Over four decades the contributions of John Sebastian have become a permanent part of our American musical fabric. His group The Lovin’ Spoonful played a major role in the mid-60s rock revolution, putting their first seven singles into the Top 10. This was unprecedented, and utterly unthinkable at the height of Beatlemania. At first they’d taken older material from blues, country, folk, and jug band sources — what we now term roots music — and made it sound modern. Then, in a series of original songs composed and sung by John Sebastian, they did the reverse, creating a thoroughly modern sound that seemed like it contained the entire history of American music. You know the songs by heart: “Do You Believe in Magic?” “You Didn’t Have to be so Nice,” “Daydream,” “Did You Ever Have to Make Up your Mind?” “Summer in the City,” “Rain on the Roof,” “Nashville Cats,” and many others.

John Sebastian’s father was a noted classical harmonica player and his mother a writer of radio programs. Regular visitors to the family’s Greenwich Village home included Burl Ives and Woody Guthrie, so it was no surprise when young John became a fan of, and then a participant in, the folk music revival that swept the nation in the late 50s. Making his bow as a member of the Even Dozen Jug Band, his skills on guitar, harmonica, and autoharp soon made him a sought-after accompanist on the Village folk scene, working with Fred Neil, Tim Hardin, Mississippi John Hurt, Judy Collins, Bob Dylan, and many others.

John had been involved in music for films (most notably Francis Ford Coppola’s You’re A Big Boy Now and Woody Allen’s What’s Up, Tiger Lily?) and Broadway, but when producers of a TV show called Welcome Back Kotter commissioned a theme song in 1976, Sebastian’s “Welcome Back” became a chart-topping solo record.

There’s no telling how many aspiring musicians have been nurtured by John’s instruction books for harmonica and guitar, but he aimed to inspire an even younger audience with the publication in 1993 of the delightful children’s book JB’s Harmonica. The 90s also saw John return to the group format with the J-Band, a contemporary celebration of his jug band heritage.

John’s induction into the Rock and Roll Hall of Fame in 2000 hasn’t slowed him down. He is the subject of the current PBS special Do You Believe in Magic: The Music of John Sebastian, and has produced albums with David Grisman (2007) and stars of the jug band genre (2010).

The career of five-time Grammy award winning dobro, steel guitar, and lap steel player Cindy Cashdollar has taken some surprising twists and turns. Along the way, she has worked with many leading artists in various genres, including Bob Dylan, Van Morrison, Dave Alvin, Rod Stewart, Ryan Adams, Albert Lee, Asleep at the Wheel, Marcia Ball, Jorma Kaukonen, Leon Redbone, BeauSoleil, Daniel Lanois, Redd Volkaert, and Peter Rowan. Cindy’s unerring ability to perfectly complement a song or step out with a tasteful, imaginative, and exciting solo — and to do it in so many musical genres — has made her one of the most in-demand musicians on the American roots music scene. Her debut CD Slide Show features guest artists comprising a Who’s Who from the musical landscape of roots and Americana. Cindy was inducted into the Texas Steel Guitar Hall of Fame in 2011 (the first female to be inducted) and the Texas Music Hall of Fame in 2012.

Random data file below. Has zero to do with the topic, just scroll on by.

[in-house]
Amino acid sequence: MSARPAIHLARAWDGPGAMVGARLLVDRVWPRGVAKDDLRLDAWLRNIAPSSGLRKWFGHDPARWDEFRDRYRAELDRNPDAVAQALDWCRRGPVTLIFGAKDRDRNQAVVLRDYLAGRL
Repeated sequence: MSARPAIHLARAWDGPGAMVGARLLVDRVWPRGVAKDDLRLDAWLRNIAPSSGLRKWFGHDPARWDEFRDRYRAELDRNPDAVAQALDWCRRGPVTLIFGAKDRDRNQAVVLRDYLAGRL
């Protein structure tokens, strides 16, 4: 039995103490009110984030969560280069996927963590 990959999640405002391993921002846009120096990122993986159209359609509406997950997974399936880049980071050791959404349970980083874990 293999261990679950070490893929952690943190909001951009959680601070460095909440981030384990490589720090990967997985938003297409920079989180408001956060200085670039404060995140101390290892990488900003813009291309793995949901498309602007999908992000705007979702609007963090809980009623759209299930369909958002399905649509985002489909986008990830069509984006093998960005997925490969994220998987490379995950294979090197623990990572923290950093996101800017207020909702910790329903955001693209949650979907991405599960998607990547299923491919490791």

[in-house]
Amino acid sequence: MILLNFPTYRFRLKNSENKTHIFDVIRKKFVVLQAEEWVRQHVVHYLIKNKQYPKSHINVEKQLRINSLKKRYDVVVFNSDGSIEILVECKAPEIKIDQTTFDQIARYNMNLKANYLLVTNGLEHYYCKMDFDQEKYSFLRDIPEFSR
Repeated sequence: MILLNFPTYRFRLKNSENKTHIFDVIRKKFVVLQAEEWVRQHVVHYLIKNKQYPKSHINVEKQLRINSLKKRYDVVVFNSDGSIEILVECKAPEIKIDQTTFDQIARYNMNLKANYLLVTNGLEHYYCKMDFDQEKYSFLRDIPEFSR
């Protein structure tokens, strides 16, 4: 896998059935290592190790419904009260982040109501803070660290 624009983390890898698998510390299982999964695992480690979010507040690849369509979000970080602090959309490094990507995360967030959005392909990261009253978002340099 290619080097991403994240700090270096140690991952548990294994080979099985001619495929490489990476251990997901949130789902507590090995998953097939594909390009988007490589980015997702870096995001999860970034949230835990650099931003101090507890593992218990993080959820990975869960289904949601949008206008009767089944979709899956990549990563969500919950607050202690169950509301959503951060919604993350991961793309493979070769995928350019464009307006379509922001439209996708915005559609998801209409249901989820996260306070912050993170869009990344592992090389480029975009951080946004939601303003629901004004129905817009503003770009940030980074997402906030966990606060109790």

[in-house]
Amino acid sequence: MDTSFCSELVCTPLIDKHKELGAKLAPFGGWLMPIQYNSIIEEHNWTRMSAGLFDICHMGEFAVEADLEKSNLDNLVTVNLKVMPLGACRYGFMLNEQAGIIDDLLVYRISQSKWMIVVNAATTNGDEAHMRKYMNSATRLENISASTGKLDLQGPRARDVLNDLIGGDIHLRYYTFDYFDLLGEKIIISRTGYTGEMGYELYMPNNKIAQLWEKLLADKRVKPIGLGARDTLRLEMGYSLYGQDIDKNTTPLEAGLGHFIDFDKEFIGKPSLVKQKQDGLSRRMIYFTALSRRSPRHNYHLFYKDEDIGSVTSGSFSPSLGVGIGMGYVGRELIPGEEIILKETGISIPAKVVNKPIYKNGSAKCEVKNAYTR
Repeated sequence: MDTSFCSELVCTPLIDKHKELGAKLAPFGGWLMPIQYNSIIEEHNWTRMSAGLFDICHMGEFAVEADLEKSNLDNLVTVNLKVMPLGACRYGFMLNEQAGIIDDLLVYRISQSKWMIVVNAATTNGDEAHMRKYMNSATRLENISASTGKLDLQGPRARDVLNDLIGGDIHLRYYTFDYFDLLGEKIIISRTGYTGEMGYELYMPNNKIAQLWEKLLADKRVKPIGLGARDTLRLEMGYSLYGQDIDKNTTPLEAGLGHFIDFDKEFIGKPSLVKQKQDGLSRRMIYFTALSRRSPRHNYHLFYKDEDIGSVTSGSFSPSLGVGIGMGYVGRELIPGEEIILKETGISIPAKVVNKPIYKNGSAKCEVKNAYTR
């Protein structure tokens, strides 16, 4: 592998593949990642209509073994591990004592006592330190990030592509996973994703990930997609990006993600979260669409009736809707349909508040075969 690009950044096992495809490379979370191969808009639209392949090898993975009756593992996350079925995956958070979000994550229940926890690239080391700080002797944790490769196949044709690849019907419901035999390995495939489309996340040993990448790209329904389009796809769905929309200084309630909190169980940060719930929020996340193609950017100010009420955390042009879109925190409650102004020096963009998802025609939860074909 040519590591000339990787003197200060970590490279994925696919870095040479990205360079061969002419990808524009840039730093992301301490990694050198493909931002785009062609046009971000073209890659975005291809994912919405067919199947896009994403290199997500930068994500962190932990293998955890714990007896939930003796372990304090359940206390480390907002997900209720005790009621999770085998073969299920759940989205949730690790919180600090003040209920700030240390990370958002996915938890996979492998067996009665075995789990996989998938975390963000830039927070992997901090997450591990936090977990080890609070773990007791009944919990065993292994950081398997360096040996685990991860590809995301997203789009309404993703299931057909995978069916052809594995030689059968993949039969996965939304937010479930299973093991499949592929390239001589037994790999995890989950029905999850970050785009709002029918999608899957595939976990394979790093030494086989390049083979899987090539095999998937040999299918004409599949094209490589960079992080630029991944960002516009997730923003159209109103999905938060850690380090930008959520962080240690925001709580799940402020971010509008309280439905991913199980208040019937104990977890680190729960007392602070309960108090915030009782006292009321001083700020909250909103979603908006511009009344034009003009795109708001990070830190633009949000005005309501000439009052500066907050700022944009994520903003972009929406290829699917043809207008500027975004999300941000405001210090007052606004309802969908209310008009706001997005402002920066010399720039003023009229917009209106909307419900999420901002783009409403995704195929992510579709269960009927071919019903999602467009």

Cindy first heard the unique sliding sound of the dobro in her hometown of Woodstock, where she honed her skills playing with bluegrass legend John Herald, blues great Paul Butterfield, Levon Helm and Rick Danko of The Band, and many others who lived in town. Eight years and thousands of miles on the road with the premier western swing group Asleep at the Wheel helped her introduce the classic sounds of the nonpedal steel to enthusiastic audiences worldwide, won her five Grammy awards, and gave her the opportunity to work with musicians of the caliber of Willie Nelson, Merle Haggard, Dolly Parton, and the Dixie Chicks.

Public radio listeners can catch her guest appearances on Garrison Keillor’s live radio program, A Prairie Home Companion. In great demand as a teacher, Cindy has given many workshops and produced four instructional DVDs distributed internationally by Homespun Tapes. Cindy does it all with grace, imagination, and taste. And, in answer to her most frequently asked question, yes, Cashdollar is a real name.

Zach Djanikian is a Woodstock-​​based singer, songwriter and multi-​​instrumentalist. He has recorded and toured internationally for the past five years as a member of Amos Lee’s band, and recently completed a tour with fellow Woodstock resident Rachael Yamagata. With his band The Brakes, Zach has performed locally and nationally, including an appearance at SXSW Showcase, and has shared the stage with such artists such as the Dave Matthews Band, Willie Nelson, John Fogerty, and Widespread Panic. Zach was chosen to sing “God Bless America” during the seventh-inning stretch at the Philadelphia Phillies game on Father’s Day 2006. Along with The Brakes, Zach was seen on national TV and print as part of H&R Block’s “TaxCut Program” advertising campaign. The Brakes were winners of the 8th annual Independent Music Awards Vox Pop vote for Best Live Performance for their album Tale of Two Cities.



All program notes are copyright Miriam Villchur Berg.
It is permissible to quote short excerpts for reviews. For permission to quote more extensive portions, or to copy, publish, or make other use of these program notes, please contact her at miriam@hvc.rr.com.

Program Notes © 2015 by Miriam Villchur Berg